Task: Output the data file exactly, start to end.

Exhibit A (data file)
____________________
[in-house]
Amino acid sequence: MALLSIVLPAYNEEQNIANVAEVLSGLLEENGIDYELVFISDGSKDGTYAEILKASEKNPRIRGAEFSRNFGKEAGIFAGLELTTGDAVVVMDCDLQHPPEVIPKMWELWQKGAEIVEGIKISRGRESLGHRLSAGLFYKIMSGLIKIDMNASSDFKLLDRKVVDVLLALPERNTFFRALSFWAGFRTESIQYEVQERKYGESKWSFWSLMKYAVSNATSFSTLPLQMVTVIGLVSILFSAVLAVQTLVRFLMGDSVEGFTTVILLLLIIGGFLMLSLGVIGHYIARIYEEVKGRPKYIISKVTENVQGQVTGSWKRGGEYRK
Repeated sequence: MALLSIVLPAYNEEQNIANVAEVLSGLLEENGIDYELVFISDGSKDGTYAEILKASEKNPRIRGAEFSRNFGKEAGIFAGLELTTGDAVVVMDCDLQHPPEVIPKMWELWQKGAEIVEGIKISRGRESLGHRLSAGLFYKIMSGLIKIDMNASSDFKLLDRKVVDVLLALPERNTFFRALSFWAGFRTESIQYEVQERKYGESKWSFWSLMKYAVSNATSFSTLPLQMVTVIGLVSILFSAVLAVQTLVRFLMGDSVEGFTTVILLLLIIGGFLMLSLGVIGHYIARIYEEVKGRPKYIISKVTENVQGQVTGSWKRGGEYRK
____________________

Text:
[in-house]
Amino acid sequence: MALLSIVLPAYNEEQNIANVAEVLSGLLEENGIDYELVFISDGSKDGTYAEILKASEKNPRIRGAEFSRNFGKEAGIFAGLELTTGDAVVVMDCDLQHPPEVIPKMWELWQKGAEIVEGIKISRGRESLGHRLSAGLFYKIMSGLIKIDMNASSDFKLLDRKVVDVLLALPERNTFFRALSFWAGFRTESIQYEVQERKYGESKWSFWSLMKYAVSNATSFSTLPLQMVTVIGLVSILFSAVLAVQTLVRFLMGDSVEGFTTVILLLLIIGGFLMLSLGVIGHYIARIYEEVKGRPKYIISKVTENVQGQVTGSWKRGGEYRK
Repeated sequence: MALLSIVLPAYNEEQNIANVAEVLSGLLEENGIDYELVFISDGSKDGTYAEILKASEKNPRIRGAEFSRNFGKEAGIFAGLELTTGDAVVVMDCDLQHPPEVIPKMWELWQKGAEIVEGIKISRGRESLGHRLSAGLFYKIMSGLIKIDMNASSDFKLLDRKVVDVLLALPERNTFFRALSFWAGFRTESIQYEVQERKYGESKWSFWSLMKYAVSNATSFSTLPLQMVTVIGLVSILFSAVLAVQTLVRFLMGDSVEGFTTVILLLLIIGGFLMLSLGVIGHYIARIYEEVKGRPKYIISKVTENVQGQVTGSWKRGGEYRK